Mr. British Air General instructed his fliers that war industry was not the important thing to destroy, but residential sections . . . terrorizing the-German population, dropping bombs on children and women. That is the main thing for these gentlemen, even though a few decent fliers have protested against being assigned again and again to this slaughter.

So I know how hard all this is and how terrible and how senseless this destruction of cultural values. If that fool would reflect on the virtues of German culture, and that German culture exists not only for Germans-it has made endless contributions to Europe and the world-that simple respect for it should keep the wretches from destroying German seats of culture.

Our seats of culture are not valuable for the German people only, they are valuable for the whole world, which can derive unending benefits from them. And the German has always been the greatest leaven of cultural progress.

You may be sure-I am now speaking to our fellow-countrymen of those regions that are subject to the threat of air raids-that everything humanly possible is being done in my efforts to alleviate the situation and to prevent such attacks, first of all by active counter-defense.

But in this regard let no one forget that at present I have to fight hardest on the Eastern Front and cannot provide defense on a full scale, which will definitely some day be provided.

Nevertheless, the enemy always loses out very heavily in these raids. And although Mr. Churchill declared a few weeks ago that he would make a little excursion with a thousand airplanes over Germany every night, then I can say, first of all, that he has not as yet made a single such excursion with a thousand planes, and he will never make one either, and in any case these planes-these excursions will have to be paid for so heavily that he has already greatly restricted them.

And, finally, I have only one more thing to say to that gentleman. In the East, too, the enemy will be conquered, and then we'll see each other in England again.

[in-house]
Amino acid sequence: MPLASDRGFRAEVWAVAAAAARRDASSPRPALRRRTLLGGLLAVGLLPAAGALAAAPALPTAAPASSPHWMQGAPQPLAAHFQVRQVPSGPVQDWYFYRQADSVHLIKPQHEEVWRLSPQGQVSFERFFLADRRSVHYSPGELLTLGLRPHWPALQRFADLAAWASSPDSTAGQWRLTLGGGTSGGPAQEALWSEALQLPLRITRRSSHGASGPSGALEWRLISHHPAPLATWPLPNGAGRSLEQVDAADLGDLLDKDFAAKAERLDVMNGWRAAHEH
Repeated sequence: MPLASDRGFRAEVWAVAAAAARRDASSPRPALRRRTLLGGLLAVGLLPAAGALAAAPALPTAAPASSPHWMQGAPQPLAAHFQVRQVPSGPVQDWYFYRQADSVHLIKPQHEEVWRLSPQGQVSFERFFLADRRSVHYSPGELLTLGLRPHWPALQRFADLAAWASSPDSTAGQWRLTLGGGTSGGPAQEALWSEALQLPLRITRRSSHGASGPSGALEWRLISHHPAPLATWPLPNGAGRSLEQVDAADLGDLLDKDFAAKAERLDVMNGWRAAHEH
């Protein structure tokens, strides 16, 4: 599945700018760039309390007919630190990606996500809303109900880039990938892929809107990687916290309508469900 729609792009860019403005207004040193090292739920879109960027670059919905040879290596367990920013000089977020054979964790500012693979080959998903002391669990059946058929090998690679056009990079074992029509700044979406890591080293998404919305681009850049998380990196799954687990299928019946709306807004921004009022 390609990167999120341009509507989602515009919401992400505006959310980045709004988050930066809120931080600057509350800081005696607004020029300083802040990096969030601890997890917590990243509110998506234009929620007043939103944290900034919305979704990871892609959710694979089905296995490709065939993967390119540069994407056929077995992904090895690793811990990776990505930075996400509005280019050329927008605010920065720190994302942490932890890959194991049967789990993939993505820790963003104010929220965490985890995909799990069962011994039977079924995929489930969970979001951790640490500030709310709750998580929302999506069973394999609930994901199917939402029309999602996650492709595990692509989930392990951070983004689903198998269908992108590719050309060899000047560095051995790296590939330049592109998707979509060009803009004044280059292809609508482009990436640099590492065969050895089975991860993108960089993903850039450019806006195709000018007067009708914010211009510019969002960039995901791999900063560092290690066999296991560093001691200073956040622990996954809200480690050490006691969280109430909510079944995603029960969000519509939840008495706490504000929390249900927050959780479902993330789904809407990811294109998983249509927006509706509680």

But it is now the all-important thing to fight where the center of gravity is, and they will not prevent us from doing so by these air raids.

Today the German Luftwaffe is fighting day after day on a scale that you cannot imagine, at Stalingrad and where the decisive victories are to be won. Once that is finished there, we will meet again at Philippi!

I shall see to it myself that steadily increasing and additional camps shall be prepared that will take care of the victims of the air raids. I have purchased supplies in all countries to which I had access, on a tremendously large scale.

And, my dear fellow-citizens, everything is in our favor when we consider the situation. Just how are our enemies going to be able to carry out their continued assertions and declarations that they are going to win this war?

They have some hope or other in the astronomical figures of American production. Now, I would be the last person to underestimate American production. In certain fields the Americans have made colossal achievements in technique and in production.

We know they have done a stupendous amount with the auto. They have also won special merit with the radio and the razor blade. In these three fields they have undoubtedly wrought ever colossally, but these things are, nevertheless, something else yet than what one needs for war.

And if I do not by any means underestimate them, nevertheless I know by first-hand acquaintance what enormous difficulties there are in the matter of armament production. And even over there, if Roosevelt constantly makes two times two equal five or six or eight, nevertheless, even in America two times two is and remains four, and he can't change that a bit.

And even in America nothing gets done faster than with us, but slower rather, and even in America raw materials are necessary, workers are necessary. You can't at the same time build up an army of several million, and on the other hand triple the number of workers. That doesn't work in America, either.

You must realize that the gentlemen are very hard to teach; they are democrats. So the hope of internal German decay-in spite of everything that many newspapers are beginning to write, that they will be disappointed, that the nation will not collapse and so forth-is still their hope today.

And they still continue to believe that they could do that primarily through hunger, as they did in 1918 by the blockade, although they are gradually being obliged to understand that the blockade is only working in reverse. What price a blockade when one possesses the whole-as I have already explained previously-vast Ukrainian fertile lands and so on?

War is the last process of selection, and it assesses values; and only there can it be seen how one comes up to the mark, this one remains, the other cannot quite make it, this one is given a less important task; the third understands nothing at all, he is sent home.

Generals shot? And our leader has already said, recently, "None has been shot at all."

But there is one thing about which I wish to leave no doubt. It was not just because one does not shoot a general, for that, too, has changed fundamentally since the World War.

Equal discipline for all, from Reich Marshal to the last recruit, equal obedience and loyalty to the Fuehrer, equal distinctions and also equal punishment.

Today, if a man is a coward and deserts his company, he is shot. If a general abandons his company through cowardice he is shot, too.


Sources: New York Times, (October 5, 1942); ibiblio